Rule of Three: Interview With Co-Director of Rock Paper Scissors
As the The Crucible celebrates 50 years of entertaining Sheffield audiences, the venue is staging a bold production where one cast simultaneously performs three interlinked plays on the stages of The Crucible, The Lyceum and The Studio. Written by award-winning Steel City playwright Chris Bush, Rock/Paper/Scissors hits all three stages of Sheffield Theatres in June, and Exposed caught up with co-director Elin Schofield,to talk about local theatre, Sheffield stories and how to fathom out a tricky curtain call.
Words: Paul Szabo
Can you tell me what Rock/Paper/Scissors is all about and what makes it unique?
Rock/Paper/Scissors is about a scissor factory in Sheffield, which has suffered since the decline of the city’s manufacturing industry. When the last member of the owner’s family dies, three groups of people are vying for the ownership of the site. There are three standalone plays, but with intertwined characters, themes and stories, which are played out simultaneously across the three stages here in Sheffield. To the 14 members of the cast, they are in one play, but that play is set across three venues at once, so come rain or shine, they will be travelling across Tudor Square between theatres, whilst the audience stay put and see one show at a time. They might just see one show, and it will be engaging and satisfying, but if audiences come back and see one or both others, they will get a much richer experience and learn more about the lives of the characters.
The play is co-directed by three directors. How have you found that as a collaborative process? Was it a challenge to dovetail the different directional styles?
That is something that we talk about and think about a lot. We don’t want it to feel like it is three distinct processes for the actors, and for them to be pulled from pillar to post in terms of directional style and performance. We want to make sure that there is a feeling of consistency in the three plays whilst maintaining our distinct voices as artists, so we have been talking a lot to make sure that we are all on the same page. We are each taking responsibility for one play and have full creative teams for each show, but thankfully we all get on, so we can have those frank and necessary conversations to ensure a cohesive experience for the actors and audiences.
What has been useful is from the initial stages of designing the piece, we have all been involved each step of the way and know how each piece will feel. At the very heart of the production is the writer, Chris Bush, who has tied the piece together. She is the absolute lynchpin, and as directors, our job has been made much easier by her excellent writing.
This really is a homegrown production by Sheffield Theatres. How important do you feel regional theatre is, and how does the Crucible stand out from other regional theatres?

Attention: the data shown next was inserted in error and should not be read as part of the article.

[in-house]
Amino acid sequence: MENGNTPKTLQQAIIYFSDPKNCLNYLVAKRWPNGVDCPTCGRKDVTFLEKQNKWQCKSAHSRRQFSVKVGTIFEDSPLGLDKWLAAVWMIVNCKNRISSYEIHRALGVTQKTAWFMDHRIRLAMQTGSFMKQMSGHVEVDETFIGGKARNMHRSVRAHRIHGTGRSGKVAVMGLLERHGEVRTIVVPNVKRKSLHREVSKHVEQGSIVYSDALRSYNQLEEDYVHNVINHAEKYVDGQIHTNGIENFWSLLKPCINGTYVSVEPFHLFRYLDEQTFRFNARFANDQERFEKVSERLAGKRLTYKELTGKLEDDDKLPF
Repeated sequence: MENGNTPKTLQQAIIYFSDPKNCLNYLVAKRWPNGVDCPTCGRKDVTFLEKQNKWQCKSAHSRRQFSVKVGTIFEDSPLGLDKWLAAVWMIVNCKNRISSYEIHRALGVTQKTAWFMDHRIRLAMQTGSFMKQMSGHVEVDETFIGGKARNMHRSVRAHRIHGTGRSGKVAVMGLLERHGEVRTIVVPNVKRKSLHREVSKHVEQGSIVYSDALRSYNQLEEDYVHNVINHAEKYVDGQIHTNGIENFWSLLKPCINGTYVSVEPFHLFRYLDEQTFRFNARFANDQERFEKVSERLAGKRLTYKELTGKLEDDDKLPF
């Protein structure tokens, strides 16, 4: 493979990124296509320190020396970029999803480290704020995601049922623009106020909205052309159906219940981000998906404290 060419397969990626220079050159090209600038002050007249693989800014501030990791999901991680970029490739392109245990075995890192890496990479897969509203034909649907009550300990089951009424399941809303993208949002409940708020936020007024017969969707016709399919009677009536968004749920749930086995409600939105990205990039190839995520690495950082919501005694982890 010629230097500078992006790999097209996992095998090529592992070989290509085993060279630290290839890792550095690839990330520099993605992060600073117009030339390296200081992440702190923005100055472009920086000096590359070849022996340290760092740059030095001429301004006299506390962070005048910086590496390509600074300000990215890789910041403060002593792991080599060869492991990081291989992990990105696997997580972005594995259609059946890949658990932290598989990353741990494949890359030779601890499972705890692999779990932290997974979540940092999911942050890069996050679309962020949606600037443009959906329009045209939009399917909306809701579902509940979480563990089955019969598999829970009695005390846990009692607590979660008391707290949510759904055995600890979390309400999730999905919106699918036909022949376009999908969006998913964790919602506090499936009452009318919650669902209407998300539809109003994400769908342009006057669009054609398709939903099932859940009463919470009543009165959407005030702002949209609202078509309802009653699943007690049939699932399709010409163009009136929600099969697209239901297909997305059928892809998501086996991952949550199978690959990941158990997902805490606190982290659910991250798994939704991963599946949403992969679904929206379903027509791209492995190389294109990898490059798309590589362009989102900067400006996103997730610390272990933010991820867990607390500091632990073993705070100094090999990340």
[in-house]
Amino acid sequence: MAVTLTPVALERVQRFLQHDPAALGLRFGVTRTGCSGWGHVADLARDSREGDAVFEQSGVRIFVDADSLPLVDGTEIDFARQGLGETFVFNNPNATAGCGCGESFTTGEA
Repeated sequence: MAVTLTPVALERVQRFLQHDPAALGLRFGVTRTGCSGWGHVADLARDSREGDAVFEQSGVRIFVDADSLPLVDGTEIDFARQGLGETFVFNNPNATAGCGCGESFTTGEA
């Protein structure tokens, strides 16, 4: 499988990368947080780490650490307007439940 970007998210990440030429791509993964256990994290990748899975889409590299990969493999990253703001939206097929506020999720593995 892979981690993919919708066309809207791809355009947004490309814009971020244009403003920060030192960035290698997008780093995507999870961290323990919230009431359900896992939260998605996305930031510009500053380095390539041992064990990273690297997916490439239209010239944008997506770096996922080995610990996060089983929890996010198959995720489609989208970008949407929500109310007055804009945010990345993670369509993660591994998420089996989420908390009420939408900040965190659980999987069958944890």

I think that regional theatre is amazing. I grew up in Manchester seeing shows at The Royal Exchange. Some people can’t imagine that there is anything more magical and special than theatre in London, but I have always loved watching and engaging with regional theatre, especially those that programme with their local audiences in mind and that support their local artists. Now more than ever, I think that regional theatre is so important. Travelling is riskier than before and we all need something to entertain us. The pandemic made it very difficult for regional theatres to survive, and I am pleased so many came through.
With the success of Everybody’s Talking About Jamie, and with the original cast back for a TV series of The Full Monty, what is it about a Sheffield story that resonates with a wider audience?
I feel like Sheffield is home even though I am not from here. In the 8 or so years I have lived here, I would say that a Sheffield story reflects the city’s heart, passion and humour; all of those things resonate on a national and international stage.Sheffield is a city that has always triumphed, even in difficult times, and there is a certain warmth about the place which really appeals to audiences.
I would say that a Sheffield story reflects the city’s heart, passion and humour; all of those things resonate on a national and international stage.
How does it feel to be at the centre of the celebrations for The Crucible’s 50th birthday?
It feels amazing. I watched shows here as a child, this before studying in Sheffield and falling in love with the place. I have worked at Sheffield Theatres for a while in various roles and I have learned so much from watching the work of [former artistic director] Daniel Evans and now Robert Hastie. I have always wanted to direct a Sheffield Theatres production, so to be asked really was a dream come true. I am an artist who was formerly supported by The Bank (the Crucible’s artist development programme) so to be given this opportunity following that, and to be back with the Sheffield Theatres’ family, is phenomenal.
What do you think audiences will take away from Rock/Paper/Scissors?
If you see one of the shows, we hope you will take away a beautiful Sheffield story full of interesting characters. If you see more than one, you will gain a new perspective on the world and the complexity of the characters within it. You’ll get a real sense of Sheffield today and what happens when the industry and the lifeblood of the city are precariously balanced. The only thing to do now is to work out how to get the entire cast together for their curtain call!
Rock/Paper/Scissors simultaneously runs in the Crucible, Lyceum and Studio from 19 June to 2 July. Individual and interwoven, you can enjoy one show or see all three! Tickets available from the Sheffield Theatres website.